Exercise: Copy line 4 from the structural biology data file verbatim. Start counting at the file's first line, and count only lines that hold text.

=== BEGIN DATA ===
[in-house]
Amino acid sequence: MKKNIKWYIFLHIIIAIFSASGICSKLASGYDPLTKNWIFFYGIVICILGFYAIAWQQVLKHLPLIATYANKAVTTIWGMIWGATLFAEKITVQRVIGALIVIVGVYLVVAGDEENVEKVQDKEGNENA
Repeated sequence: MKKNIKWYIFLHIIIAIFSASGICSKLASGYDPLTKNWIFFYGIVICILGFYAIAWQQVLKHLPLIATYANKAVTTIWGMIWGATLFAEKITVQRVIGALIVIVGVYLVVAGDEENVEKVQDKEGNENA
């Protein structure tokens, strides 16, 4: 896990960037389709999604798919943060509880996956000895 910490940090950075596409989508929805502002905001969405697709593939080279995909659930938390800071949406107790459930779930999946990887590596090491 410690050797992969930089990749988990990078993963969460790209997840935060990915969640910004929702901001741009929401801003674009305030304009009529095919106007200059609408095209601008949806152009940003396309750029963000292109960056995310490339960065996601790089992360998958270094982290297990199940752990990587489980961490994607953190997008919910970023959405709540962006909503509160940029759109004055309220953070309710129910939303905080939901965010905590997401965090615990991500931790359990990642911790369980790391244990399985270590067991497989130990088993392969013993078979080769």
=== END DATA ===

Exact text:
């Protein structure tokens, strides 16, 4: 896990960037389709999604798919943060509880996956000895 910490940090950075596409989508929805502002905001969405697709593939080279995909659930938390800071949406107790459930779930999946990887590596090491 410690050797992969930089990749988990990078993963969460790209997840935060990915969640910004929702901001741009929401801003674009305030304009009529095919106007200059609408095209601008949806152009940003396309750029963000292109960056995310490339960065996601790089992360998958270094982290297990199940752990990587489980961490994607953190997008919910970023959405709540962006909503509160940029759109004055309220953070309710129910939303905080939901965010905590997401965090615990991500931790359990990642911790369980790391244990399985270590067991497989130990088993392969013993078979080769």